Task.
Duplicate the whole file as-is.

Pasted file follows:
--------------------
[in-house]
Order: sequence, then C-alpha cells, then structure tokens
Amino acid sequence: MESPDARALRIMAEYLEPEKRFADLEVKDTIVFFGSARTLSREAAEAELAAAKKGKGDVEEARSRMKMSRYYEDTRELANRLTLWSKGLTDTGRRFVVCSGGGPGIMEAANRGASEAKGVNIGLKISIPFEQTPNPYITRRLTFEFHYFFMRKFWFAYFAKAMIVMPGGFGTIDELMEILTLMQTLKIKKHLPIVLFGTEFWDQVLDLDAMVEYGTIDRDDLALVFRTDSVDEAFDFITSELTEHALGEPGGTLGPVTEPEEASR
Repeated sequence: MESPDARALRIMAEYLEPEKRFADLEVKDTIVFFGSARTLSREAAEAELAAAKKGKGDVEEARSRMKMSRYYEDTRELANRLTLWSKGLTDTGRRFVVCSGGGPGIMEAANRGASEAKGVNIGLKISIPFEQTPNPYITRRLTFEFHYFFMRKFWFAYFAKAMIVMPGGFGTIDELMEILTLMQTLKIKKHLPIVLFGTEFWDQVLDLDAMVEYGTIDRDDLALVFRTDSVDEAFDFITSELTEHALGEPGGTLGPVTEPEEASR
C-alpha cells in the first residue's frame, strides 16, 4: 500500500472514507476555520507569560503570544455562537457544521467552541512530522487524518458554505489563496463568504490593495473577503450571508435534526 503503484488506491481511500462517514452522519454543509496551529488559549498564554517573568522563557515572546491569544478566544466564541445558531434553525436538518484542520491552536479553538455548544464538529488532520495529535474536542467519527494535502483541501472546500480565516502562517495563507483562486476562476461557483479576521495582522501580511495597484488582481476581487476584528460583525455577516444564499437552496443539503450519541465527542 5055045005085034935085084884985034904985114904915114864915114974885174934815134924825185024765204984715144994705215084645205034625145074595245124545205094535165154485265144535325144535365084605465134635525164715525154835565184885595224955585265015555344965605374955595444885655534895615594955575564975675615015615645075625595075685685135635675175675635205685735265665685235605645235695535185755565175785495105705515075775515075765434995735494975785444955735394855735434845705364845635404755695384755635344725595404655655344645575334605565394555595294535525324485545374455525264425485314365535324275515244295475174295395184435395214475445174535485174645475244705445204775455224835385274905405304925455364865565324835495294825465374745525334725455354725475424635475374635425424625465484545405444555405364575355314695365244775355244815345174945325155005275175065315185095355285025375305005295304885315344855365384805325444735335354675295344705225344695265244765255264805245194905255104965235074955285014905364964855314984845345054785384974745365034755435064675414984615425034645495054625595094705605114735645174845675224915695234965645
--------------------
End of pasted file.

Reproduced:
[in-house]
Order: sequence, then C-alpha cells, then structure tokens
Amino acid sequence: MESPDARALRIMAEYLEPEKRFADLEVKDTIVFFGSARTLSREAAEAELAAAKKGKGDVEEARSRMKMSRYYEDTRELANRLTLWSKGLTDTGRRFVVCSGGGPGIMEAANRGASEAKGVNIGLKISIPFEQTPNPYITRRLTFEFHYFFMRKFWFAYFAKAMIVMPGGFGTIDELMEILTLMQTLKIKKHLPIVLFGTEFWDQVLDLDAMVEYGTIDRDDLALVFRTDSVDEAFDFITSELTEHALGEPGGTLGPVTEPEEASR
Repeated sequence: MESPDARALRIMAEYLEPEKRFADLEVKDTIVFFGSARTLSREAAEAELAAAKKGKGDVEEARSRMKMSRYYEDTRELANRLTLWSKGLTDTGRRFVVCSGGGPGIMEAANRGASEAKGVNIGLKISIPFEQTPNPYITRRLTFEFHYFFMRKFWFAYFAKAMIVMPGGFGTIDELMEILTLMQTLKIKKHLPIVLFGTEFWDQVLDLDAMVEYGTIDRDDLALVFRTDSVDEAFDFITSELTEHALGEPGGTLGPVTEPEEASR
C-alpha cells in the first residue's frame, strides 16, 4: 500500500472514507476555520507569560503570544455562537457544521467552541512530522487524518458554505489563496463568504490593495473577503450571508435534526 503503484488506491481511500462517514452522519454543509496551529488559549498564554517573568522563557515572546491569544478566544466564541445558531434553525436538518484542520491552536479553538455548544464538529488532520495529535474536542467519527494535502483541501472546500480565516502562517495563507483562486476562476461557483479576521495582522501580511495597484488582481476581487476584528460583525455577516444564499437552496443539503450519541465527542 5055045005085034935085084884985034904985114904915114864915114974885174934815134924825185024765204984715144994705215084645205034625145074595245124545205094535165154485265144535325144535365084605465134635525164715525154835565184885595224955585265015555344965605374955595444885655534895615594955575564975675615015615645075625595075685685135635675175675635205685735265665685235605645235695535185755565175785495105705515075775515075765434995735494975785444955735394855735434845705364845635404755695384755635344725595404655655344645575334605565394555595294535525324485545374455525264425485314365535324275515244295475174295395184435395214475445174535485174645475244705445204775455224835385274905405304925455364865565324835495294825465374745525334725455354725475424635475374635425424625465484545405444555405364575355314695365244775355244815345174945325155005275175065315185095355285025375305005295304885315344855365384805325444735335354675295344705225344695265244765255264805245194905255104965235074955285014905364964855314984845345054785384974745365034755435064675414984615425034645495054625595094705605114735645174845675224915695234965645